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Post-weaning diarrhoea outbreaks in Eastern Europe

The pig farm management team in charge of the post-weaned piglet nursery areas on these wean-to-finish sites has found serious problems with diarrhoea in recent batches of piglets arriving from the breeding farms.

Monday 23 July 2012 (7 years ago)
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Farm introduction

The farm in this case study is a large integrator farm located in the wide-open plains and arable lands of Romania in south-eastern Europe. The farm system was established several years ago, in older communist-era buildings that had been adapted for modern breeder pigs. The owners then financed and organised additions of several large grow-out sites, built by major farm building construction companies. The breeder farms had been stocked with 10,000 gilts of British breeding company origin. These pigs were bred with 20 percent Chinese Meishan input, so they had excellent temperament and mothering ability. In the past 5 years, further expansion was achieved via purchase of 2,000 more sows of German breeder company origin; these gilts had better growth and feed conversion characteristics, but were more excitable and aggressive.

Some of the breeding farm sites are positive for EU strains of PRRS, but some are negative. The farm uses piglet vaccines throughout for control of PCV 2b Circovirus associated diseases. The farm is positive for most diseases endemic in Europe, including swine influenza, Lawsonia, and swine dysentery.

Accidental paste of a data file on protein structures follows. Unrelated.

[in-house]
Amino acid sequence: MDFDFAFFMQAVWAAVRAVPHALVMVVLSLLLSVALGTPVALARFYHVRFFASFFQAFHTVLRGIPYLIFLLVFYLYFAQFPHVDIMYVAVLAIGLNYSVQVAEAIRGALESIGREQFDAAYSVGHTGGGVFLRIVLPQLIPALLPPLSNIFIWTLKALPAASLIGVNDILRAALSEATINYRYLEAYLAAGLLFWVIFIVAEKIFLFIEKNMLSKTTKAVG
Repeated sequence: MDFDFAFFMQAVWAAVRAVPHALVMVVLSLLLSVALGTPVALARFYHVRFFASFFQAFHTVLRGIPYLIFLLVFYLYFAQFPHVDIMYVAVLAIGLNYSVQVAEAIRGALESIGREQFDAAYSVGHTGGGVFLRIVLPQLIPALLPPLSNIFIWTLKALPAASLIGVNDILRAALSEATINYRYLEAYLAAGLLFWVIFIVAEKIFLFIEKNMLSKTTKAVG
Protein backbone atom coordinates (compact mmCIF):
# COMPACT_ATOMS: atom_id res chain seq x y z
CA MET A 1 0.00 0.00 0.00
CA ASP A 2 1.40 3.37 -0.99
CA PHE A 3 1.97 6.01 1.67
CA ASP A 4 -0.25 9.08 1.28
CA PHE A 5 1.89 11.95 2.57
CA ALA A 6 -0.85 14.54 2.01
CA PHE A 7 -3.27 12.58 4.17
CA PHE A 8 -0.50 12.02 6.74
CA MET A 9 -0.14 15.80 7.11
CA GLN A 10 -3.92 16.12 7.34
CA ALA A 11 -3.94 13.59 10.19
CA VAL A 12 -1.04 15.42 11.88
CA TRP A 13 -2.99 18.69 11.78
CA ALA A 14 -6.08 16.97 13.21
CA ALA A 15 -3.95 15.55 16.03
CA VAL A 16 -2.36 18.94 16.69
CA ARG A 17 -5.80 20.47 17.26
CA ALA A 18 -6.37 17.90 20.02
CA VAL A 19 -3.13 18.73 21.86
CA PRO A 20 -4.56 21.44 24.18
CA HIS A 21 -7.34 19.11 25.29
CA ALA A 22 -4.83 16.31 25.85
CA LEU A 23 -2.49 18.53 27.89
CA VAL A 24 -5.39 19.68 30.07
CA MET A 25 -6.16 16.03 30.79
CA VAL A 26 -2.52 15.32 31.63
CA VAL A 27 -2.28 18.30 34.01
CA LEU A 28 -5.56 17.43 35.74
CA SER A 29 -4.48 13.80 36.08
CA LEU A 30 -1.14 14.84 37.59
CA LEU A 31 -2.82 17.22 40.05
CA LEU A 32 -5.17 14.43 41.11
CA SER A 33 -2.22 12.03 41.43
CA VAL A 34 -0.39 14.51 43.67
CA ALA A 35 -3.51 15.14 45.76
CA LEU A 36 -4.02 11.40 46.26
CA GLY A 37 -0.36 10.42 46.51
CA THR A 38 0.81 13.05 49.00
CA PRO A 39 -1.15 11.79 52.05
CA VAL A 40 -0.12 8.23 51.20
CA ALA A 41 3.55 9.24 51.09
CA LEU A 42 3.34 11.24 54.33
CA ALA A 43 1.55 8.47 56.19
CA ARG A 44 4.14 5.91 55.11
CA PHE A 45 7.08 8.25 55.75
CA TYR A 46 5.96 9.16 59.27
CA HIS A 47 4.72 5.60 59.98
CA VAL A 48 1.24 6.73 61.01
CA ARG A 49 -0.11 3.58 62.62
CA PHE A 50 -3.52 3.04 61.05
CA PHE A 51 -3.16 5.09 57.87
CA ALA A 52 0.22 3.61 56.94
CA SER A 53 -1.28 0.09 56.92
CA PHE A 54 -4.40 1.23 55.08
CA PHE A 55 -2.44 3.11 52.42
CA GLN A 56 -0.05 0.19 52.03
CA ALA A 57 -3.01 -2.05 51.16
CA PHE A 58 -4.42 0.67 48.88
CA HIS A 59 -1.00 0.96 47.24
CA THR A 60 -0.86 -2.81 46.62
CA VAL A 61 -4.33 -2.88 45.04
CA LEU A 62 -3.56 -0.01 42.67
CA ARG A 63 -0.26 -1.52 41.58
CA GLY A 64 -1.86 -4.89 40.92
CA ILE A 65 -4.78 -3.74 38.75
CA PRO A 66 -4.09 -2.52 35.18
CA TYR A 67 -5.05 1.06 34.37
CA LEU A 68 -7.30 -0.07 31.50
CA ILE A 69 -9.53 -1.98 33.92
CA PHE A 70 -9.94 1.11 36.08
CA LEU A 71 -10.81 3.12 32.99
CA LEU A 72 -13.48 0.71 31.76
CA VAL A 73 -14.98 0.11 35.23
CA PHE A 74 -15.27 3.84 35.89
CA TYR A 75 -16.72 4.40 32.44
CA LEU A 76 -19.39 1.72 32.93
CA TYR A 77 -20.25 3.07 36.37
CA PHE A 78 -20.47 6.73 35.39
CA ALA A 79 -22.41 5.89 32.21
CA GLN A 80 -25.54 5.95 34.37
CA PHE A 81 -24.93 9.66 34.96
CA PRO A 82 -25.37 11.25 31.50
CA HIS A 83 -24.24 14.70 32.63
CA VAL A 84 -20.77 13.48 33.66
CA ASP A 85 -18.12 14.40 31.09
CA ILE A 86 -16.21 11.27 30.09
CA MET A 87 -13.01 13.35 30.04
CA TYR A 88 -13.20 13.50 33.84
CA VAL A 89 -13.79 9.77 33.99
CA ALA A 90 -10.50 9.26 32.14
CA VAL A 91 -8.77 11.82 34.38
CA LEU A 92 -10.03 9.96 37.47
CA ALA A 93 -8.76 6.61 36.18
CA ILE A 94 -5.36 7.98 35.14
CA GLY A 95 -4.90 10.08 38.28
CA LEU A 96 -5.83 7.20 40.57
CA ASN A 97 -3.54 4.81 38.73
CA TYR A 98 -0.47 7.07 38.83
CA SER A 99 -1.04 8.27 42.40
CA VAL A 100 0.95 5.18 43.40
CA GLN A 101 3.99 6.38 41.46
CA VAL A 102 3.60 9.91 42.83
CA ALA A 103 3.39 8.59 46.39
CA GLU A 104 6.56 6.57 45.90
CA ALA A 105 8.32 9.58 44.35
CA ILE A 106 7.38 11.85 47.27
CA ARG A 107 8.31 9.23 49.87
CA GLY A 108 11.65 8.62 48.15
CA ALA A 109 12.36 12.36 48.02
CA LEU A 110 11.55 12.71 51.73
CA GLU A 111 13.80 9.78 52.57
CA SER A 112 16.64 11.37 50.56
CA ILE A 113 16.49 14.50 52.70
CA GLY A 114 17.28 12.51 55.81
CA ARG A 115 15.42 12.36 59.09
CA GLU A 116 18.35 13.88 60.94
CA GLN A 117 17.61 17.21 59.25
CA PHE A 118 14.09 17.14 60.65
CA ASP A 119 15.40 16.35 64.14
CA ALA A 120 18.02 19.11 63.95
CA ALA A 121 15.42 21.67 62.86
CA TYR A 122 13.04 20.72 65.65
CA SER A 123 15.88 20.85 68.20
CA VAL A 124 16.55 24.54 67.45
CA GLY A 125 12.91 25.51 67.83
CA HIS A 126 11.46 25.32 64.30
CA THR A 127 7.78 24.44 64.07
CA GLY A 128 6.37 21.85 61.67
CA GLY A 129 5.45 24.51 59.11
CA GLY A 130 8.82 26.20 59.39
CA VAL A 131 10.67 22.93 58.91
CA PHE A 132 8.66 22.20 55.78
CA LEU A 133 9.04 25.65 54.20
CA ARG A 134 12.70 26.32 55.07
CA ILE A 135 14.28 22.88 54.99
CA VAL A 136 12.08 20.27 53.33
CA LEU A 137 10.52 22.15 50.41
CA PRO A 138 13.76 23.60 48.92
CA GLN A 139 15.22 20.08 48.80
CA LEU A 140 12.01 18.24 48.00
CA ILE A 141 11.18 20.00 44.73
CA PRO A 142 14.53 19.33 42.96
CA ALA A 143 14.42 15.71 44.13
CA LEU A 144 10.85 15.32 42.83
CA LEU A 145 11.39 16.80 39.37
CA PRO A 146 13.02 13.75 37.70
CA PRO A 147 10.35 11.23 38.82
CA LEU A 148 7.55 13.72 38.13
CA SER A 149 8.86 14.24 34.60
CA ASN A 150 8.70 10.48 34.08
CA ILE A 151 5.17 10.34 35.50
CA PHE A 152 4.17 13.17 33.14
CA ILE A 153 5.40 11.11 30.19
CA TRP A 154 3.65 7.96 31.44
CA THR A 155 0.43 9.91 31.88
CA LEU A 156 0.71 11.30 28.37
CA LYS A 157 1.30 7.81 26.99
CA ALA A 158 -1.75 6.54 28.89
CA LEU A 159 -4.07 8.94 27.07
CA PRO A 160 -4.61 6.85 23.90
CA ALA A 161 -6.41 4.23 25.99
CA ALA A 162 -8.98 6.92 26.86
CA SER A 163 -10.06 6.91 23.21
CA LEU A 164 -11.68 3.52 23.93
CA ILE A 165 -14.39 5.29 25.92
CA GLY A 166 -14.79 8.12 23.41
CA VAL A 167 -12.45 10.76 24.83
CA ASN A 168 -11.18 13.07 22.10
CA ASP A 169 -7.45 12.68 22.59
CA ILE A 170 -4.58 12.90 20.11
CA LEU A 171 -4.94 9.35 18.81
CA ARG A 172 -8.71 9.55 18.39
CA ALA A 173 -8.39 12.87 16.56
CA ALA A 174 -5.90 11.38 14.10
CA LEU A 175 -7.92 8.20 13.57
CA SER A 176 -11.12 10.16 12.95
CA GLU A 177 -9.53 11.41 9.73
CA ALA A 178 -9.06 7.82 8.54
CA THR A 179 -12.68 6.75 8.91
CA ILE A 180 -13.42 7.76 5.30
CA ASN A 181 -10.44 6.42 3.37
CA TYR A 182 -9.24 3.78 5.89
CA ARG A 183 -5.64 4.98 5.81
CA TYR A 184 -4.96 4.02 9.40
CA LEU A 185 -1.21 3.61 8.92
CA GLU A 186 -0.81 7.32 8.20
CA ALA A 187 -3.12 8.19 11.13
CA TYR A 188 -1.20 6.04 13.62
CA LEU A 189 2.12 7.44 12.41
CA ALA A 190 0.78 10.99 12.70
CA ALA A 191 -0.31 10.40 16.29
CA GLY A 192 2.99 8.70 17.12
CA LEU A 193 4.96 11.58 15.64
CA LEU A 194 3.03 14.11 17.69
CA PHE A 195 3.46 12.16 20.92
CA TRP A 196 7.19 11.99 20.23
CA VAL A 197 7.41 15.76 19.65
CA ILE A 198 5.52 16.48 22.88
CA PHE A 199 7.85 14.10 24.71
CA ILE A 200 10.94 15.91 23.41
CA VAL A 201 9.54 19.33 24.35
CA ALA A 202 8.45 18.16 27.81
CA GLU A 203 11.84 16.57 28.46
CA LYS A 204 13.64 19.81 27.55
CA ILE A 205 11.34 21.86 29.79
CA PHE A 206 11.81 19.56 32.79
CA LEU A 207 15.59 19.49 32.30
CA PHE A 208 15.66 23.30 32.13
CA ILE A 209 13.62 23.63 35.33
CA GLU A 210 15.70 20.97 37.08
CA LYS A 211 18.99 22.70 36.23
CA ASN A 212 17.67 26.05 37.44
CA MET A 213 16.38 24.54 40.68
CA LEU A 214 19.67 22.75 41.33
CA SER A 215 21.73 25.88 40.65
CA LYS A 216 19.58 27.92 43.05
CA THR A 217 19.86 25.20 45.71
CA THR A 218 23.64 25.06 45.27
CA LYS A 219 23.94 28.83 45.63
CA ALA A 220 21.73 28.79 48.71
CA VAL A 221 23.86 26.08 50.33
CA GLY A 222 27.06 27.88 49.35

Breeding sows and gilts receive commercial vaccinations against E. coli (fimbrial antigens K88 [F4], K99 and 987P), parvovirus, erysipelas and leptospirosis. Piglets are vaccinated at 2 weeks-old against Mycoplasma and porcine circovirus with commercial one-shot vaccines.

The farm system also has full integration with a large feed mill operation and a large modern slaughterhouse facility. There is therefore a multi-layer management set-up. Part of this set-up within the feed mill, has decided to fully implement some EU guidelines on feed additives.This means that they have recently reduced the in-feed dose of Zinc oxide added to the post-weaning starter diet to less than 200 ppm.

Wean-to-finish systems

Pigs are weaned from all gilts and sows at 24 days old. The large scale of this farm system means that each nursery site receives 2,000 weaned piglets per week. Each farm site is located in an isolated area, over 20 km away from other known piggeries. The farm has excellent purpose-built housing for these groups of wean-to-finish pigs, see Figure 1.

Emergence of the case

The pig farm management team in charge of the post-weaned piglet nursery areas on these wean-to-finish sites has found serious problems with diarrhoea in recent batches of piglets arriving from the breeding farms.

Figure 1. Typical new-build Eastern Europe weaner sheds in open arable areas.

Figure 1. Typical new-build Eastern Europe weaner sheds in open arable areas.

The farm has a group of technical and veterinary experts assembled into a team approach.